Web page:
readdir() only reads 32K of directory entries at a time.

Why does it read only 32K entries in one shot? Is it dependent on buffer or any other parameters?

Can I change that value so that I can read as many directory entries as I want?

  • "Why it reads only 32K entries?" sounds like you are going to explain why that is the case, but there rest of the paragraph doesn't do that. Did you mean "Why does it read only 32K entries?" (to which the answer probably is: efficiency). – Anthon Sep 2 '15 at 5:57
  • What I want to ask is why 32K? Whether it is fixed or it depends on system parameters such as buffer size. – Sushant Mane Sep 2 '15 at 6:29
  • If you want to ask that, please use the normal question form "Why does it read only 32K entries". It is maybe because English is not my native language, but your phrasing is incomprehensible (at least to me). – Anthon Sep 2 '15 at 6:34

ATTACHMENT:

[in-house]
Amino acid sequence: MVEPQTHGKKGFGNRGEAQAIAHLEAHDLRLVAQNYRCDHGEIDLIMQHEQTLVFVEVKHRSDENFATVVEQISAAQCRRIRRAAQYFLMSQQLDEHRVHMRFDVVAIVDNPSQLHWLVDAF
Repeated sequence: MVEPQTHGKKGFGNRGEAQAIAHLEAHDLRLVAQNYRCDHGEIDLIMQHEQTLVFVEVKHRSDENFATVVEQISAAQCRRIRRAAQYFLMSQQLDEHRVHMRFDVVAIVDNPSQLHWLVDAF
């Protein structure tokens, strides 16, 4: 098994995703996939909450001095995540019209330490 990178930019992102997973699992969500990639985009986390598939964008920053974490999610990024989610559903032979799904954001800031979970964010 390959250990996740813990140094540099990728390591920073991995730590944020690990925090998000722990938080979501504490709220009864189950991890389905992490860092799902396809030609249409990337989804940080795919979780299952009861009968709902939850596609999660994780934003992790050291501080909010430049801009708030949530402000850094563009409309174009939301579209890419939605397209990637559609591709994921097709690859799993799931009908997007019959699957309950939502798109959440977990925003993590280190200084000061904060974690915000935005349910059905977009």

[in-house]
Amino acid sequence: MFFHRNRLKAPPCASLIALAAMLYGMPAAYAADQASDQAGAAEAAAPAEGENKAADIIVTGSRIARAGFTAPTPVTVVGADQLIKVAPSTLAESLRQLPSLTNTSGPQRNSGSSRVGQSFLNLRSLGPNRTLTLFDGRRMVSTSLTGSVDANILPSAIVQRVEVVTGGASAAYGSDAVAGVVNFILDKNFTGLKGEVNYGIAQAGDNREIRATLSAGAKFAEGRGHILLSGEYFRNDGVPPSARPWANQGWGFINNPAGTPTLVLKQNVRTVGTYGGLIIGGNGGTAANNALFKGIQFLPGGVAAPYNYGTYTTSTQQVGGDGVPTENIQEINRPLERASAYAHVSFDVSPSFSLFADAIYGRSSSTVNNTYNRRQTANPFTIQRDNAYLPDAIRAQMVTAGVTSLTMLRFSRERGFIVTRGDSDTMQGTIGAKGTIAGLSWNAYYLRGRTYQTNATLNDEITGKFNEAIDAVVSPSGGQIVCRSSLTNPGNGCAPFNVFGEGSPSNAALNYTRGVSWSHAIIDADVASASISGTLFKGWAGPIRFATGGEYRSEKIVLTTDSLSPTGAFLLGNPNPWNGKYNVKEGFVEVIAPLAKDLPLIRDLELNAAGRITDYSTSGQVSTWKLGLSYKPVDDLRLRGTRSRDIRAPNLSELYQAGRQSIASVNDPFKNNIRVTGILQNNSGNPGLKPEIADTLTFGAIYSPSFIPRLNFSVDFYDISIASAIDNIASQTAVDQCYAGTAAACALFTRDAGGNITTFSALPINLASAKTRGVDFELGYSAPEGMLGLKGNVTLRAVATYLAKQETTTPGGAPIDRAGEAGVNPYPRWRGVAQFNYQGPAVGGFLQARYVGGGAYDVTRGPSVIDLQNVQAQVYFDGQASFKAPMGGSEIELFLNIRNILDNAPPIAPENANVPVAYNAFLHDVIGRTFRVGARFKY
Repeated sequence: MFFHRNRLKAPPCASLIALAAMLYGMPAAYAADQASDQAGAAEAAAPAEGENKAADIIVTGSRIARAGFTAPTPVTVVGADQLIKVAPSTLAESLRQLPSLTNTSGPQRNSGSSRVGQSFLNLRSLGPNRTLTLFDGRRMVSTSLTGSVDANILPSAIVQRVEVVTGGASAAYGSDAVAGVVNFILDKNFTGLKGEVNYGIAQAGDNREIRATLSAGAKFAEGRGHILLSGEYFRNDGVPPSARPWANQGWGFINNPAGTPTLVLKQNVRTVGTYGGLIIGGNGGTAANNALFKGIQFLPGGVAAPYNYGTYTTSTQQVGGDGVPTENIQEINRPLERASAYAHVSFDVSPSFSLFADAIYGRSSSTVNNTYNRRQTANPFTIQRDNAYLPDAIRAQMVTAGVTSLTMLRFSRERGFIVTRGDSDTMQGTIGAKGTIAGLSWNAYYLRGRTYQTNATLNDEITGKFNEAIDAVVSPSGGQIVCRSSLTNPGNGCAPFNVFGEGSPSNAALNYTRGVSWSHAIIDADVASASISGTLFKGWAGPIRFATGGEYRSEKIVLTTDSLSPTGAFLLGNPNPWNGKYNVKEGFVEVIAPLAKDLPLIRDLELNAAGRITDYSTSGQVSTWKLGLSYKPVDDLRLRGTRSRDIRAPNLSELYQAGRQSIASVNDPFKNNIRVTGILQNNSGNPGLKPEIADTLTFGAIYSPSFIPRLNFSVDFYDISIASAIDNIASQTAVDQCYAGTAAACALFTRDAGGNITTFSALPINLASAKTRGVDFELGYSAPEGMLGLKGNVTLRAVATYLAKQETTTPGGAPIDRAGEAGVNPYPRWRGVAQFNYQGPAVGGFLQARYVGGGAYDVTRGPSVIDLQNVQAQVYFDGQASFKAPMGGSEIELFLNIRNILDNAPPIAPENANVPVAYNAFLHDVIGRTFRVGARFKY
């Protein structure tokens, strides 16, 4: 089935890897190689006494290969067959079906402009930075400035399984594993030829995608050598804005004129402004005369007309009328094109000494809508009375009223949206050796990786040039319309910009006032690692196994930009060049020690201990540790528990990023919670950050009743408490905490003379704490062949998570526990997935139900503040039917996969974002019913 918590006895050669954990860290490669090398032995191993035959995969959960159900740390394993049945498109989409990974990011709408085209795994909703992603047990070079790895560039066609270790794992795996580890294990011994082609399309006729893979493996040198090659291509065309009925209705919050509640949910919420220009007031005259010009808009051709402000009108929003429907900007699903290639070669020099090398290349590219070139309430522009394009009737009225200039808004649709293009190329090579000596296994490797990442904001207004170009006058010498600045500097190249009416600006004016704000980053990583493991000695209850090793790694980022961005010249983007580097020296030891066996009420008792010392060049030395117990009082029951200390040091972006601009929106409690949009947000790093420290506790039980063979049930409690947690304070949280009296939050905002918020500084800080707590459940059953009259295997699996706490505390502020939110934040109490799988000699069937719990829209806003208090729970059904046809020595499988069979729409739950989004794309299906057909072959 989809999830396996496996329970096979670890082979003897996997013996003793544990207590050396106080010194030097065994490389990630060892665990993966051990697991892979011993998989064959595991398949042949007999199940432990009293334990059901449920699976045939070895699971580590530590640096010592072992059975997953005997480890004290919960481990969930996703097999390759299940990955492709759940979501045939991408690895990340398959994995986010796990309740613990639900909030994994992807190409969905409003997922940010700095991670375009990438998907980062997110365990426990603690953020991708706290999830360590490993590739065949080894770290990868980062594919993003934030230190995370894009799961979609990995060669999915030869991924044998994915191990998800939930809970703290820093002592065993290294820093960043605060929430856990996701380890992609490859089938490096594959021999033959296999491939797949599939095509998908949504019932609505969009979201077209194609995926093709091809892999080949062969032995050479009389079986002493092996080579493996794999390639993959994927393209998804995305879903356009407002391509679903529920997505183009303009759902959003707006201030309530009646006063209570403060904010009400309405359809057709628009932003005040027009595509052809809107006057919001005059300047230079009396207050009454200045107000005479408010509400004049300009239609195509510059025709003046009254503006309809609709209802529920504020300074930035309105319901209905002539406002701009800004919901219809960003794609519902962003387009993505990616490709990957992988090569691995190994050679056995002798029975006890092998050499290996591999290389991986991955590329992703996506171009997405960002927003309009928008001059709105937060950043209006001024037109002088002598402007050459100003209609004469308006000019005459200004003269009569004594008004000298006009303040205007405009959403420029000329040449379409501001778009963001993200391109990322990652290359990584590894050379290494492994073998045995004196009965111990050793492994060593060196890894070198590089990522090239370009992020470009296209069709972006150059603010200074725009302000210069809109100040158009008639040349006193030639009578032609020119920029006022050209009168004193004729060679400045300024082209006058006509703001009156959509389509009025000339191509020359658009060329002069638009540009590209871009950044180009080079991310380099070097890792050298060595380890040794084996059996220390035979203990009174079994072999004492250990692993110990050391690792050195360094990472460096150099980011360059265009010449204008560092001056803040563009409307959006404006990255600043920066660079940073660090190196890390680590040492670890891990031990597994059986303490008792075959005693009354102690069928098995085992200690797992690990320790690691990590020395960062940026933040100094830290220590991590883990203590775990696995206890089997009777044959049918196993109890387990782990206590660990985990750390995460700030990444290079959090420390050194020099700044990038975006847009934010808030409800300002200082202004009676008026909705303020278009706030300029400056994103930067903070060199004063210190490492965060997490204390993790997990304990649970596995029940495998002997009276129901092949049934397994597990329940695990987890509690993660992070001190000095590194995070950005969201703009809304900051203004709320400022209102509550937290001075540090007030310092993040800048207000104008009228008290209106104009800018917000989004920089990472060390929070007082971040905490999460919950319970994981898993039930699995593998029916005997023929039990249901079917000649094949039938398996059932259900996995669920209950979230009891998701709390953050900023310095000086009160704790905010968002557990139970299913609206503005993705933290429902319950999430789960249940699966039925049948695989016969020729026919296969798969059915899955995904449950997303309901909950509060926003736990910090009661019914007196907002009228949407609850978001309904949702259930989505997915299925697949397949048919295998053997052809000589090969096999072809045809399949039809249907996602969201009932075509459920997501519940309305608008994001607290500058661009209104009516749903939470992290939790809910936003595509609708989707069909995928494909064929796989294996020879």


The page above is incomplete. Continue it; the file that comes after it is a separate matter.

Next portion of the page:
• I understood the question nevertheless, but motivations aren't clear. Though I guess that gwillie's answer addresses your question correctly. – MatthewRock Sep 2 '15 at 7:38
  • Are you asking about readdir the library routine, or readdir the old system call? – Mark Plotnick Sep 2 '15 at 9:02

The maximum number of directories is file system dependent:

  • ext2: 32768
  • ext3: 31998
  • ext4: 65000. use dir_nlink flag to increase this number

It's only since 2006 when ext4 was ratified that max directory limits were increased above 32000 mark, so there would be no point for readdir() to read more than that.

If you have more than 32000 subdirectories, I would consider learning about performance degradation due to large amount of subdirectoies

  • Is that the maximum number of subdirectories per directory? My man page for ext4 has dir_nlink described as "allows more than 65000 subdirectories per directory", which hints at that. I don't think that's not the same as the max number of files per directory, and readdir() reads files too. Also, the phrase is "32K of directory entries", not "32K directory entries", so if that means the buffer size in bytes, the actual number of entries read would be lower. – ilkkachu Nov 23 '19 at 12:49

Your Answer

By clicking “Post Your Answer”, you agree to our terms of service, privacy policy and cookie policy

Not the answer you're looking for? Browse other questions tagged or ask your own question.